• FBD announces its 2009 full year results this morning, with operating earnings coming in at 75c, at the lower end of the range of guidance. However, the results reflect a €13.5 million impact net of re-insurance for the unprecedented flood damage seen in November and December, which hits earnings for 35c. The group see earnings of 95c-100c for 2010
  • Holcim has reported Q4/FY09 results with final quarter sales of CHF 5.36m missing expectations at CHF 5.57bn. The group states that the early arrival of winter had a negative impact on activity in the fourth quarter. This is not positive for its Q1 outturn given that CRH yesterday also commented on a poor start to 2010 as a result of severe weather in Europe and North America during January and February. Holcim’s outlook statement is cautious with management citing high level of uncertainty, particularly in the developed markets of Europe and North America, but is more positive on prospects in emerging markets.
  • The 8.8-magnitude earthquake that killed more than 700 people in Chile
    last week may be the most expensive for insurers since 1994 and the second-costliest for the industry in history. The quake leveled buildings, knocked out power lines and damaged 1.5 million homes, officials said. The damage may cost insurers $2 billion to $8 billion, according to estimates from catastrophe-modelers AIR Worldwide and Eqecat Inc.
  • When Steve Jobs unveiled the iPhone in 2007, he said Apple had applied for more than 200 patents for the device and was ready to enforce them. Now, Apple is putting those words into action. Apple filed a patent-infringement complaint against Taiwan’s HTC Corp. yesterday, seeking to prevent U.S. imports of phones that run Google Inc.’s Android operating system. The decision signals that Apple wants to curb HTC’s market share gains as quickly as possible, said Lyle Vander Schaaf, a patent lawyer with Bryan Cave LLP in Washington
  • Novell , a seller of network software whose stock has slid 85% in the past
    decade, received an unsolicited takeover bid from shareholder Elliott Associates LP that values the company at about $2 billion. Novell’s shares jumped as much as 37 percent to $6.51 in extended trading, indicating that investors see the $5.75-a- share bid as too low.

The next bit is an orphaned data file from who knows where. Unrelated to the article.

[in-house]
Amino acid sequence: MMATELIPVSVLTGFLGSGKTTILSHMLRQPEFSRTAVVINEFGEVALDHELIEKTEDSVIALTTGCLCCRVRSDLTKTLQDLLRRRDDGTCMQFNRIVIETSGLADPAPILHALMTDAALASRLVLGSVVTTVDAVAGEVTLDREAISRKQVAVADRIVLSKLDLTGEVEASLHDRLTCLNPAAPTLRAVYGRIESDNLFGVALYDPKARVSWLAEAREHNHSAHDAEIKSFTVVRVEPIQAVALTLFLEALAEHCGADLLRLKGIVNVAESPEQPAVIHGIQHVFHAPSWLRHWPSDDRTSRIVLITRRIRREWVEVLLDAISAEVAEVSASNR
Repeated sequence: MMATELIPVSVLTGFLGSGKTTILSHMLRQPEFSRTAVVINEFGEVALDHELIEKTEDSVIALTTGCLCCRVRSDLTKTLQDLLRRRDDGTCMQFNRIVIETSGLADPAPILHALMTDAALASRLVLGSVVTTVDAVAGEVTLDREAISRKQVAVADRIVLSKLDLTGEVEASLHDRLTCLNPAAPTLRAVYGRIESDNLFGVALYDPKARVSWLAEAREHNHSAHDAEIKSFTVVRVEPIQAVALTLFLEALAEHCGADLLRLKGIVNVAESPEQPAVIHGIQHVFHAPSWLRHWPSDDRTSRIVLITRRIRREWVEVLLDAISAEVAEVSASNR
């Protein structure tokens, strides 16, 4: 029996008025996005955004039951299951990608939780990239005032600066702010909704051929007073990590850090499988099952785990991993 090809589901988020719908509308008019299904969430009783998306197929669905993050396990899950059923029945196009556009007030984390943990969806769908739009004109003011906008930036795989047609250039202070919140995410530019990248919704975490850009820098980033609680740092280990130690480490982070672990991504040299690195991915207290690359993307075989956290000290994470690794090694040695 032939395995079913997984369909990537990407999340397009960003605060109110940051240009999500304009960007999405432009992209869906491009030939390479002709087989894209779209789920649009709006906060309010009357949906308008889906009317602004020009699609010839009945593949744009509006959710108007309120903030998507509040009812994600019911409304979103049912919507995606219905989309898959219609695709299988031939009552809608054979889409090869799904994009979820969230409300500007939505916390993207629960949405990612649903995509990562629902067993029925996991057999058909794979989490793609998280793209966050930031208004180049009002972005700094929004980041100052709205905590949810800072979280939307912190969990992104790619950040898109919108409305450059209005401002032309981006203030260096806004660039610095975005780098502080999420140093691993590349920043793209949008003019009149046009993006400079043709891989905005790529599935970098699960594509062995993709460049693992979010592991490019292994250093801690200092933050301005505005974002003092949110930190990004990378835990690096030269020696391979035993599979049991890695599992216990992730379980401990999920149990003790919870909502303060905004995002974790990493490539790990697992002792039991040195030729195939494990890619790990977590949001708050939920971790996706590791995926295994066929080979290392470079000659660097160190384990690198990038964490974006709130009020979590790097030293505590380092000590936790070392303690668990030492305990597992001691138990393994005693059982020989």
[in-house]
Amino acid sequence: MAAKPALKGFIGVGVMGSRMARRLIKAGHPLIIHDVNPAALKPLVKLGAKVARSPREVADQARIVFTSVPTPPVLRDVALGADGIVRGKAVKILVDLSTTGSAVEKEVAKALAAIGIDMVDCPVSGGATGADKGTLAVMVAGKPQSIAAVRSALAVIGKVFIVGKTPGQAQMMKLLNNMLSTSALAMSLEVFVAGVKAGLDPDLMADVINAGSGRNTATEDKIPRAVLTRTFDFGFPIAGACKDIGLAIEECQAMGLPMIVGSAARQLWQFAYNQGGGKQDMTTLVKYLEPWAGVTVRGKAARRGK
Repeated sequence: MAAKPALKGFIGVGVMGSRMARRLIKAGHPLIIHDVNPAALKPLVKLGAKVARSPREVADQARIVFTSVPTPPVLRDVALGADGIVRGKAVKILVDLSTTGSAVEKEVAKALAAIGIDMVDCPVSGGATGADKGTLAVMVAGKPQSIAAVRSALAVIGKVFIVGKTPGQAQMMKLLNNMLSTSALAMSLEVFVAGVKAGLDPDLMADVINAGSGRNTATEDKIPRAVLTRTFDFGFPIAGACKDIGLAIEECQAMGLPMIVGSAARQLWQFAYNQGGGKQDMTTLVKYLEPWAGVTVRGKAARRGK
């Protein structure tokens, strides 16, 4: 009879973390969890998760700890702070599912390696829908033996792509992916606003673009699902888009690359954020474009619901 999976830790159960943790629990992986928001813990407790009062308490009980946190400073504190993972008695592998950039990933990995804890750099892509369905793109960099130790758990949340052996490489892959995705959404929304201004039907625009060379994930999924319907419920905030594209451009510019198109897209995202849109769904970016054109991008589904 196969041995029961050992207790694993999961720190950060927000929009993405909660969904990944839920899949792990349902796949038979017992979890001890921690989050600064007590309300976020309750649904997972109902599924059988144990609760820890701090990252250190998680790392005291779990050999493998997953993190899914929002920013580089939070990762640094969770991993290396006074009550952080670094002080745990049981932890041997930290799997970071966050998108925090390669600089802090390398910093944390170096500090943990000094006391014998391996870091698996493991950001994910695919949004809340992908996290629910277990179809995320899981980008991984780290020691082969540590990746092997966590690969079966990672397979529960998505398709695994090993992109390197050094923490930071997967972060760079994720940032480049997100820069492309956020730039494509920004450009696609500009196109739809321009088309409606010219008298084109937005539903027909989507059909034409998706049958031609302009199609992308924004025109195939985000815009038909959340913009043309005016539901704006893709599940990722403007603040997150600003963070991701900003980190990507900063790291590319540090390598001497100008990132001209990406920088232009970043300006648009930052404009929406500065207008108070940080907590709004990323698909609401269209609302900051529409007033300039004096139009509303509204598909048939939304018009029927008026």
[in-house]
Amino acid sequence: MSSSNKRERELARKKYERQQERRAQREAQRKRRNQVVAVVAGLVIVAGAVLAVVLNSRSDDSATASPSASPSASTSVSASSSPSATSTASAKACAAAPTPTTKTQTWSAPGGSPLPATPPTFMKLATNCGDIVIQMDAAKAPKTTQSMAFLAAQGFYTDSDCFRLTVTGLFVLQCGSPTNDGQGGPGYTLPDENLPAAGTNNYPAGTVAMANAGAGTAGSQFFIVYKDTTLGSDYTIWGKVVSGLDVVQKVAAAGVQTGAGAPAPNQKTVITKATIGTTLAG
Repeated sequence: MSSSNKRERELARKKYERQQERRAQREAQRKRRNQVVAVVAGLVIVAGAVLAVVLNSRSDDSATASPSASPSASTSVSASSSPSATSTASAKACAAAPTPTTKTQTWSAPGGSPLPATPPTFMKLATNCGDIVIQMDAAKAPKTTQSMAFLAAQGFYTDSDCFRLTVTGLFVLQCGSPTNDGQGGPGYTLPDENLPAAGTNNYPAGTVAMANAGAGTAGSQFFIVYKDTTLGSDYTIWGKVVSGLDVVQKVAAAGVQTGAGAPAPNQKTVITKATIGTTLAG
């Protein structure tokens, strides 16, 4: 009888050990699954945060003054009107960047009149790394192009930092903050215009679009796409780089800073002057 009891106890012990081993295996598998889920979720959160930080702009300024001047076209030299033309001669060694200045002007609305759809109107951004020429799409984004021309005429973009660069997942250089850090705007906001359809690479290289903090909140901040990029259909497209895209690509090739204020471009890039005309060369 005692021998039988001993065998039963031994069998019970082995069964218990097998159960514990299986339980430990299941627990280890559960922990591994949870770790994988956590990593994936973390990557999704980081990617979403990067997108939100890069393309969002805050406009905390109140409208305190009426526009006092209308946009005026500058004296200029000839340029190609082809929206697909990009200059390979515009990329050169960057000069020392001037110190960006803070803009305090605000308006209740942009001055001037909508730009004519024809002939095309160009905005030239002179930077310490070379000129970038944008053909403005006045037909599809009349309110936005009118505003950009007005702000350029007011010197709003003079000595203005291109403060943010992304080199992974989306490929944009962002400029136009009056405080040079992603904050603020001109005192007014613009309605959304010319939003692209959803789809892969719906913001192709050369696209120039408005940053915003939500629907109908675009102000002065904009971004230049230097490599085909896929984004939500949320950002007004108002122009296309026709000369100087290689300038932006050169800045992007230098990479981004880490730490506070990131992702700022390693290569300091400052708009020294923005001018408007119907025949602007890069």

• Barclays Private Equity is set to announce on Wednesday the sale of Deb Group, the UK cleaning products maker, to Charterhouse in a deal worth £325m. The sale comes as the buy-out arm of UK bank Barclays prepares its next round of fundraising and plans to spin out as an independent house.
  • Standard Chartered , the British bank that makes more than 90% of pretax earnings in Asia, said full-year profit rose to a record on company lending. Net income rose to $3.38 billion from a restated $3.24 billion a year earlier. That missed the $3.5 billion estimate of 12 analysts surveyed by Bloomberg. The lender raised about 1 billion pounds in a share sale in August and said in the same month that it would hire 850 people in Asia to boost the private banking division.
  • Pfizer, the world’s biggest drugmaker, is bidding as much as €3bn for German generic-drug maker Ratiopharm and could make a presentation to Ratiopharm’s management this week, reports Bloomberg. Teva Pharmaceutical Industries of Israel and Iceland’s Actavis Group are also bidding.
  • Elan options trading jumped to the highest level in four months in U.S. trading surged on buyout speculation.
  • PSA Peugeot Citroen is in talks with Mitsubishi Motors toward forming an alliance that goes beyond their current strategic partnership. The French auto maker is to launch Europe’s first mass-model electric vehicles this year under the Peugeot and Citroen brands by tapping Mitsubishi Motors’ expertise.

Disclosures = None

By The Mole

The Mole is a man in the know. I don’t trade for a living, but instead work for a well-known Irish institution, heading a desk that regularly trades over €100 million a day. I aim to provide top quality, up-to-date and relevant market news and data, so that traders can make more informed decisions”.© 2010 Copyright PaddyPowerTrader - All Rights Reserved

Disclaimer: The above is a matter of opinion provided for general information purposes only and is not intended as investment advice. Information and analysis above are derived from sources and utilising methods believed to be reliable, but we cannot accept responsibility for any losses you may incur as a result of this analysis. Individuals should consult with their personal financial advisors.